Marching band
Michael Q. McShane

In January, I penned an op-ed for the St. Louis Post-Dispatch outlining what I thought should be the education policy priorities for the new legislative session. I made three recommendations:

1.       Expand charter schools beyond the boundaries of Saint Louis and Kansas City

2.       Create a course access program to allow more students (particularly in rural areas) to access high-quality coursework

3.       Create an education savings account (ESA) program to allow families to customize the education that best fits the needs of their child.

As the legislature takes its annual spring break, we can take a step back and ask: How close are we to seeing these ideas become reality?

In a highly dramatic scene, charter school expansion (as codified in HB 634) passed the house and is now under discussion in the Senate. The margin of victory was razor-thin, and the Speaker of the House himself came down from the dais to personally address the body on the bill’s importance. Several important compromises were made in the bill, including giving school districts the right of first refusal when it came to authorizing a new charter school and shortening the duration of a school’s charter if the school is struggling academically. We will see if those concessions are enough to get it over the bar in the Senate.

With much less controversy, course access passed the house (HB 138) and has a companion bill in the Senate (SB 327) that has passed out of committee. I was at both House and Senate hearings, and both bills garnered wide, bipartisan support. In fact, in neither hearing did anyone get up to speak against them. In education policy, that is a rarity. Both await consideration by the Senate as whole.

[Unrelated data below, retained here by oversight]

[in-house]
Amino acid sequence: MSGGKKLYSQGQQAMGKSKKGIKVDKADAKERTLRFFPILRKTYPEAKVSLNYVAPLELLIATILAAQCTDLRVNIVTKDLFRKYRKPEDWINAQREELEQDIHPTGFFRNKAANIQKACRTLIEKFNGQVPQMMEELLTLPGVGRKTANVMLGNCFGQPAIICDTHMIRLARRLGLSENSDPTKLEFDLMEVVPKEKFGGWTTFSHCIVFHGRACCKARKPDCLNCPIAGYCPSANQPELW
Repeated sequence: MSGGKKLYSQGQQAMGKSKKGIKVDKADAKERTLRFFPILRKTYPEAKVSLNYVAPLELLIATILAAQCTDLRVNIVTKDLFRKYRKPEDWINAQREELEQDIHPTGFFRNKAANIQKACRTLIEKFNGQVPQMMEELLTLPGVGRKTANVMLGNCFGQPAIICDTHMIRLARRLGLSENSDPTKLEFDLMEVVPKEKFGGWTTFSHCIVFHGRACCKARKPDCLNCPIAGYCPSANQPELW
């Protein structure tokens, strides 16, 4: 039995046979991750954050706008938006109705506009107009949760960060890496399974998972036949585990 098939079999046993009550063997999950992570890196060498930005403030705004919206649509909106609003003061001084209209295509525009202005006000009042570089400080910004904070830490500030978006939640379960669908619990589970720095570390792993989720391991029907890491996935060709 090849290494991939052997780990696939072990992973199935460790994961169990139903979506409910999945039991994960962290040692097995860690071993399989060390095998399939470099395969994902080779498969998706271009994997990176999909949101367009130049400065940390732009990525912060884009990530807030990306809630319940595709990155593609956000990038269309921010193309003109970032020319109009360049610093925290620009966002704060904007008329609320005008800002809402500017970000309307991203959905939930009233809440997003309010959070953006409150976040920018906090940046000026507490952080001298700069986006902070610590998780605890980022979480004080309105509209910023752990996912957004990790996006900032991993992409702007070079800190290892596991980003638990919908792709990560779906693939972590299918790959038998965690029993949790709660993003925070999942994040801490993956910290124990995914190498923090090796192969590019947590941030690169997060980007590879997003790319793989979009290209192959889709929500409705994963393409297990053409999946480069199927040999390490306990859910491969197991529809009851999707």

Two ESA bills have passed out of committee in the Senate (SB 32 and SB 313) and both await consideration by the Senate as a whole. SB 32 is a smaller bill, with $25 million in tax credits, but it has broader student eligibility. SB 313 is a larger bill, with $50 million in tax credits, but is restricted to students with special needs, students in foster care, and the children of military families.

If you are sensing a pattern here, you’re right. The Senate has a large number of bills under consideration. It is a deliberative body that tends to take its time dissecting and discussing legislation. Therefore, the primary concern of folks looking to advance education reform is the calendar.

The Senate has a lot to get done before May. Here’s hoping that education remains a priority.

About the Author

Michael McShane

Mike McShane is the Director of Education Policy for the Show-Me Institute. He is a former high school teacher and earned his PhD in Education Policy at the University of Arkansas. Before coming to the Show-Me Institute, Mike worked at the American Enterprise Institute as a research fellow.